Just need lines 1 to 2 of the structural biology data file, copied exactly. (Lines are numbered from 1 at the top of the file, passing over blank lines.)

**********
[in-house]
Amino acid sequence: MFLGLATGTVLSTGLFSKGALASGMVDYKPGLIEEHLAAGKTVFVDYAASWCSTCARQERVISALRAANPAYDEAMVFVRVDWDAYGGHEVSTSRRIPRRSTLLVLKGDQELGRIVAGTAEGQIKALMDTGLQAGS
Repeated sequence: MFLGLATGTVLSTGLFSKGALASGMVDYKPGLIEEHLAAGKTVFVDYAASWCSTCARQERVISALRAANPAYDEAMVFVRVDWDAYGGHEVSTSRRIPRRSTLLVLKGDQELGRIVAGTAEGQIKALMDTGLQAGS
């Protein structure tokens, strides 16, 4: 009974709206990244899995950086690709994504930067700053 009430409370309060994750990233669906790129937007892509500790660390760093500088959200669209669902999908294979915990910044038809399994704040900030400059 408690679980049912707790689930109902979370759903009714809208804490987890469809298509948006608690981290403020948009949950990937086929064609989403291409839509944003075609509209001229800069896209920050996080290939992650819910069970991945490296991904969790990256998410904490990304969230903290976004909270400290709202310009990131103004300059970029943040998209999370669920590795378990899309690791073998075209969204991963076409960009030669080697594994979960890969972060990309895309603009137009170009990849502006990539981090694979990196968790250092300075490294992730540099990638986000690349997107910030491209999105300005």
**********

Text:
[in-house]
Amino acid sequence: MFLGLATGTVLSTGLFSKGALASGMVDYKPGLIEEHLAAGKTVFVDYAASWCSTCARQERVISALRAANPAYDEAMVFVRVDWDAYGGHEVSTSRRIPRRSTLLVLKGDQELGRIVAGTAEGQIKALMDTGLQAGS